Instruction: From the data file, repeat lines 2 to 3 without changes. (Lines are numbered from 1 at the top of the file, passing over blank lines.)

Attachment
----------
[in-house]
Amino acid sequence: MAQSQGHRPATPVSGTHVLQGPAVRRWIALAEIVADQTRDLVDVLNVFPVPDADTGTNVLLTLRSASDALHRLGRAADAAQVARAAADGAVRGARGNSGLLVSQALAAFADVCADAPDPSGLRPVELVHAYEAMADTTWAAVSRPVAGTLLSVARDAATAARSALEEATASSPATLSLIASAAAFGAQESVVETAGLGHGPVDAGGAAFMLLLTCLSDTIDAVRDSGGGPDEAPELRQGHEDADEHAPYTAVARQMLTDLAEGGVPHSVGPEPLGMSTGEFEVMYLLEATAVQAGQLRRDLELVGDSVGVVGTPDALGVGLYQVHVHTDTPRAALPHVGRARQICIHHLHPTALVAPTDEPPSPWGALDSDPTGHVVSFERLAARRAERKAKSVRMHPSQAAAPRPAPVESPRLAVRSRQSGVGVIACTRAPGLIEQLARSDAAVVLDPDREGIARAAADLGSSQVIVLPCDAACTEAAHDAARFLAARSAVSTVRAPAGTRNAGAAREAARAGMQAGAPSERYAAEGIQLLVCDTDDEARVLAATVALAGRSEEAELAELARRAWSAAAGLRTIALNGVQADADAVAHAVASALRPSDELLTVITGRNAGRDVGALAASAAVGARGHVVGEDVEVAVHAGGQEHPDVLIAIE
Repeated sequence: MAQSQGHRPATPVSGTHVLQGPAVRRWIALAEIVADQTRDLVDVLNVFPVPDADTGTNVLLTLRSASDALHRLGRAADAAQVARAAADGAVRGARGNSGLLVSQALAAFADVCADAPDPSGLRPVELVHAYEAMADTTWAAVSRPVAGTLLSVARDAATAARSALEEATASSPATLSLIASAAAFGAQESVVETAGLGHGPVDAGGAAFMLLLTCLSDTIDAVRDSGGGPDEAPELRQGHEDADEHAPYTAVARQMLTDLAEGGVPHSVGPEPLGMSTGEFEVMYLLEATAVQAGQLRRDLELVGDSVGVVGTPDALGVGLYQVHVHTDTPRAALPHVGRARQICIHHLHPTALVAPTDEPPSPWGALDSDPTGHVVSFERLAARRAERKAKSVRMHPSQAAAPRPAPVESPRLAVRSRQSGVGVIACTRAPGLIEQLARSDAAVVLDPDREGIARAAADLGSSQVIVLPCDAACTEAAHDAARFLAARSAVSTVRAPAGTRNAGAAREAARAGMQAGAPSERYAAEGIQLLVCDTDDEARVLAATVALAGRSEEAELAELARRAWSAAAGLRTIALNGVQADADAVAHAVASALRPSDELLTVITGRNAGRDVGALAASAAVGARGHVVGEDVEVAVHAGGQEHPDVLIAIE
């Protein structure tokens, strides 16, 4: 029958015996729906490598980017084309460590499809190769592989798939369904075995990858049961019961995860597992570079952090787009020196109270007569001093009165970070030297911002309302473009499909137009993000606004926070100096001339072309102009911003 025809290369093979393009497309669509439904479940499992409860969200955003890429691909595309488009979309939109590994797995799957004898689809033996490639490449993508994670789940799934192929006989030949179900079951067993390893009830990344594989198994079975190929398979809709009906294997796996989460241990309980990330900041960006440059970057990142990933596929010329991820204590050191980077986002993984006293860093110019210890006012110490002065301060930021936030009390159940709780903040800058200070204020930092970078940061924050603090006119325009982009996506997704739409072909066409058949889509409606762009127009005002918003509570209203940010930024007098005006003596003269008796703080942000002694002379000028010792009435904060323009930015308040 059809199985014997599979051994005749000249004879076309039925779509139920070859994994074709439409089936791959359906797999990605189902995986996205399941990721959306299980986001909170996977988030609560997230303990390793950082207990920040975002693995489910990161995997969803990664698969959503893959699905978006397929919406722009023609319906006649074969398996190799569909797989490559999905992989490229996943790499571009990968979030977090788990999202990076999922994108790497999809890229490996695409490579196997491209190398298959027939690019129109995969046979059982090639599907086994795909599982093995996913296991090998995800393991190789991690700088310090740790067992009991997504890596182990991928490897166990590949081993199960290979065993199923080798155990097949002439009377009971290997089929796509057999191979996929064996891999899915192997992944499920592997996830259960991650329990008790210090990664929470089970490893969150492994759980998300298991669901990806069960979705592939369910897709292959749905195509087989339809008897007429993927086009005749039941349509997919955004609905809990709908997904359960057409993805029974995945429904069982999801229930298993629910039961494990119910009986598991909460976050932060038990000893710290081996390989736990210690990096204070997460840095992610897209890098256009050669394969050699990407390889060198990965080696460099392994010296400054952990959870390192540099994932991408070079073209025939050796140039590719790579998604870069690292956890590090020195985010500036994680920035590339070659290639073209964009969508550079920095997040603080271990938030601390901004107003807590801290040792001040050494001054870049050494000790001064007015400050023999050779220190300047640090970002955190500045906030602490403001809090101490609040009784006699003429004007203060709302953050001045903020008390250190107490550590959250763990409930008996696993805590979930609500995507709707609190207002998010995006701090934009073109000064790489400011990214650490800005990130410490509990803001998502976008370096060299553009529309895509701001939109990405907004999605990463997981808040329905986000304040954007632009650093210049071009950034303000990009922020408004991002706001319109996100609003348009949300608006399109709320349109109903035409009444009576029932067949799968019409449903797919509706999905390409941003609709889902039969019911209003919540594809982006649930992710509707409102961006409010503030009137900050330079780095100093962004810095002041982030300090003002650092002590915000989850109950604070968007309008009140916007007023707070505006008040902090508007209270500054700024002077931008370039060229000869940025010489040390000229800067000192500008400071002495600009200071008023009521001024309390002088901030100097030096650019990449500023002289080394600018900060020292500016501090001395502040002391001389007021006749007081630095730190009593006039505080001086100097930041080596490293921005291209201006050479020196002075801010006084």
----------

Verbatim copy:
Amino acid sequence: MAQSQGHRPATPVSGTHVLQGPAVRRWIALAEIVADQTRDLVDVLNVFPVPDADTGTNVLLTLRSASDALHRLGRAADAAQVARAAADGAVRGARGNSGLLVSQALAAFADVCADAPDPSGLRPVELVHAYEAMADTTWAAVSRPVAGTLLSVARDAATAARSALEEATASSPATLSLIASAAAFGAQESVVETAGLGHGPVDAGGAAFMLLLTCLSDTIDAVRDSGGGPDEAPELRQGHEDADEHAPYTAVARQMLTDLAEGGVPHSVGPEPLGMSTGEFEVMYLLEATAVQAGQLRRDLELVGDSVGVVGTPDALGVGLYQVHVHTDTPRAALPHVGRARQICIHHLHPTALVAPTDEPPSPWGALDSDPTGHVVSFERLAARRAERKAKSVRMHPSQAAAPRPAPVESPRLAVRSRQSGVGVIACTRAPGLIEQLARSDAAVVLDPDREGIARAAADLGSSQVIVLPCDAACTEAAHDAARFLAARSAVSTVRAPAGTRNAGAAREAARAGMQAGAPSERYAAEGIQLLVCDTDDEARVLAATVALAGRSEEAELAELARRAWSAAAGLRTIALNGVQADADAVAHAVASALRPSDELLTVITGRNAGRDVGALAASAAVGARGHVVGEDVEVAVHAGGQEHPDVLIAIE
Repeated sequence: MAQSQGHRPATPVSGTHVLQGPAVRRWIALAEIVADQTRDLVDVLNVFPVPDADTGTNVLLTLRSASDALHRLGRAADAAQVARAAADGAVRGARGNSGLLVSQALAAFADVCADAPDPSGLRPVELVHAYEAMADTTWAAVSRPVAGTLLSVARDAATAARSALEEATASSPATLSLIASAAAFGAQESVVETAGLGHGPVDAGGAAFMLLLTCLSDTIDAVRDSGGGPDEAPELRQGHEDADEHAPYTAVARQMLTDLAEGGVPHSVGPEPLGMSTGEFEVMYLLEATAVQAGQLRRDLELVGDSVGVVGTPDALGVGLYQVHVHTDTPRAALPHVGRARQICIHHLHPTALVAPTDEPPSPWGALDSDPTGHVVSFERLAARRAERKAKSVRMHPSQAAAPRPAPVESPRLAVRSRQSGVGVIACTRAPGLIEQLARSDAAVVLDPDREGIARAAADLGSSQVIVLPCDAACTEAAHDAARFLAARSAVSTVRAPAGTRNAGAAREAARAGMQAGAPSERYAAEGIQLLVCDTDDEARVLAATVALAGRSEEAELAELARRAWSAAAGLRTIALNGVQADADAVAHAVASALRPSDELLTVITGRNAGRDVGALAASAAVGARGHVVGEDVEVAVHAGGQEHPDVLIAIE